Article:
“You take the blue pill, the story ends. You wake up in your bed and believe whatever you want to believe. You take the red pill, you stay in Wonderland, and I show you how deep the rabbit hole goes.”
Do you take the blue pill or the red pill? It is a question that has tantalised movie-goers since the Wachowski’s The Matrix burst onto screens in 1999. Would we want to discover the truth behind our reality should we suddenly become faced with the notion that all that we see may not be what we perceive it to be? Or would we rather remain in blissful ignorance?
Thankfully, the hardest choice I had to make on the night was whether I wanted a blue raspberry or Vimto slushie to go with my nachos. Nothing too existentially taxing plagued me, as I went to experience The Matrix back on the big screen in all its glory to celebrate its 20th birthday. And to make that occasion even more special, the film has been given the 4DX treatment, giving fans of this groundbreaking piece of cinema a chance to experience it in a whole new fashion, one that will make you feel like you’re dodging bullets with the best of them.
Any opportunity to plug back in to The Matrix is always a welcome one, but to revisit it in the context of celebrating its birthday deserves all the trimmings, and 4DX certainly offers those trimmings for fans looking to revisit a classic. It is a joy to be able to say that time has been very kind to the Wachowski’s breakout hit. We are far beyond the point of seeing endless copies, pastiches and imitations of The Matrix (thank God), so watching the film almost feels like taking a big breath and sighing with sweet relief as you discover just how exciting and fresh the film still feels.
As we follow Keanu Reeves’s Neo down the rabbit hole, coming face-to-face with the true reality that the world he has been living in is a fabrication created by a race of machines who have enslaved the human race as an energy source, it is amazing to experience how much of a thrill the world building remains.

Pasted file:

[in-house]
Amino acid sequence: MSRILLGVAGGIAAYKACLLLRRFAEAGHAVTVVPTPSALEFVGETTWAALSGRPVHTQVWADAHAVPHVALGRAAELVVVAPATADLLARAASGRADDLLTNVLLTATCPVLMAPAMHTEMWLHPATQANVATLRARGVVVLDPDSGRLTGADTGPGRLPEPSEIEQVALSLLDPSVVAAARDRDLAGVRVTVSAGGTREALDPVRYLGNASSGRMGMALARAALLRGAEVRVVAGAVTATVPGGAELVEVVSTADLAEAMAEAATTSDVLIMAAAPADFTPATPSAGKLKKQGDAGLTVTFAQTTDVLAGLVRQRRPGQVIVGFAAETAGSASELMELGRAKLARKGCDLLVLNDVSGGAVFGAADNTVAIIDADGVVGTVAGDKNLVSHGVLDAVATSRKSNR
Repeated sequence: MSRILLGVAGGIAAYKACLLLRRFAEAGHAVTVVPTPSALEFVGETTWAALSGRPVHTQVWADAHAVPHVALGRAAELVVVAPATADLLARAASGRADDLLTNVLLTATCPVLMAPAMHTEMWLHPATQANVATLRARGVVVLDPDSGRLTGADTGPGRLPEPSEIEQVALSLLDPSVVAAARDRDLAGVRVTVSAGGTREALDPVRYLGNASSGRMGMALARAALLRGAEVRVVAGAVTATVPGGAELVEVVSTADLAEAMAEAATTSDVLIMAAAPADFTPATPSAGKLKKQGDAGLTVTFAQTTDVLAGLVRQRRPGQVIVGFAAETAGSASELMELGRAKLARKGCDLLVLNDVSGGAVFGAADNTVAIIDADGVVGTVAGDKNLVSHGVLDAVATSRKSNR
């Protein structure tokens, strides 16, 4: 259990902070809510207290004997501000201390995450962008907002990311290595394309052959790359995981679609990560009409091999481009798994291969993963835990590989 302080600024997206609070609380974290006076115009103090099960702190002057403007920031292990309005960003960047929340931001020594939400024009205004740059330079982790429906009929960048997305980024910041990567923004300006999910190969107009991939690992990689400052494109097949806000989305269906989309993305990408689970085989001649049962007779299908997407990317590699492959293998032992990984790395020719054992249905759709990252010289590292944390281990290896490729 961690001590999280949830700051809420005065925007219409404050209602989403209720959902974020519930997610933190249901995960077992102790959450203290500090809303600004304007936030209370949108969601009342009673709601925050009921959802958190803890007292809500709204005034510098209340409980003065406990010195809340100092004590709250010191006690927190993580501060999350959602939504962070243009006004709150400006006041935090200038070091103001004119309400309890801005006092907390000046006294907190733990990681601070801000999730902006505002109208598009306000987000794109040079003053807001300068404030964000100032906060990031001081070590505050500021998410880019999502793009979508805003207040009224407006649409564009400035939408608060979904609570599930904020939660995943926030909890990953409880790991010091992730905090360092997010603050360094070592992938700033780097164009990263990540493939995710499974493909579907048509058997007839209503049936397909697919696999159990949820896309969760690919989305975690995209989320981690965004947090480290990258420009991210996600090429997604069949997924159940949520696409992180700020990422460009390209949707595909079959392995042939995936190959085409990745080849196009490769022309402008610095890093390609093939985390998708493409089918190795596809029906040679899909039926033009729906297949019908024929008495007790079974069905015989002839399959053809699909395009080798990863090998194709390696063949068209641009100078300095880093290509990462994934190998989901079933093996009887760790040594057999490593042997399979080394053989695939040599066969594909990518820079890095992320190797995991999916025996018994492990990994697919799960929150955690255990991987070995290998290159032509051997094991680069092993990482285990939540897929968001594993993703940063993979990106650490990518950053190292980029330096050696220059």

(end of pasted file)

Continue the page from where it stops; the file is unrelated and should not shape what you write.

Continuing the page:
The reality-bending concept at the heart of The Matrix is as fascinating today as it was back in ’99, expressing complex theories of philosophy within the structure and stylings of a kick-ass action movie. There’s a reason it is still widely taught at colleges and universities when it comes to finding films that express ideas of postmodernism, namely Baudelaire’s Simulacra and Simulation.
Speaking of the action, The Matrix as one of the first American blockbusters to draw inspiration from the highly stylised choreography found within Hong Kong cinema and martial arts movies, has a flavour unique to itself, combining these elements with that of noir, comic-books and steampunk fiction to startling effect. The ‘wire-fu’ tricks and flips, the slick anime esque aesthetic, and of course slow-motion bullet time, the action allows the film to deftly balance its themes with exciting and jaw-dropping spectacle, a balance that so many Hollywood blockbusters struggle to achieve.
All of this kinetic energy is translated into the 4DX experience. Now, I don’t know how familiar you all with what the experience offers, but essential it makes whatever film you’re watching a ride (think of those half-hour Disneyland 4D experiences, but designed to fit a two hour movie). So there’s water shooting out at you, air shooting past through ears from the back of the seats replicating gun shots, a back massager simulating punches, lightning and wind effects, and the seats move either in tandem with the camera movements or matching the experience of the character on screen.
For me, this was my first 4DX experience (I once went to watch Daddy’s Home 2 in the precursor D-Box format, to find the film was not actually designed to fit it, more fool me I suppose), and I must say I was quite glad to be watching a film I know from the inside out for my first time experiencing the format. There’s no denying the appeal of the fairground attraction element of the format, but there is also no denying that it can often prove to be a distracting means of watching a movie. For something like a re-release, its an interesting means of finding a new way to watch a film you love, but I would find it difficult to justify watching a film for the very first time in such a format.
Yet, as I said before any excuse to see The Matrix on the big screen cannot be missed, and for the 20th Anniversary, you’re spoilt for choice with both the 4DX experience and a new 4K restoration to pick from. It’s a choice simpler than the blue or red pill, and probably simpler than my slushie conundrum; enter The Matrix and wish it a very happy birthday.
Dir: The Wachowskis
Scr: The Wachowskis
Cast: Keanu Reeves, Laurence Fishburne, Carrie-Anne Moss, Hugo Weaving and Joe Pantoliano
Prd: Joel Silver
DOP: Bill Pope
Music: Don Davis
Country: United States/Australia
Runtime: 136 minutes
The Matrix is out now in select cinemas.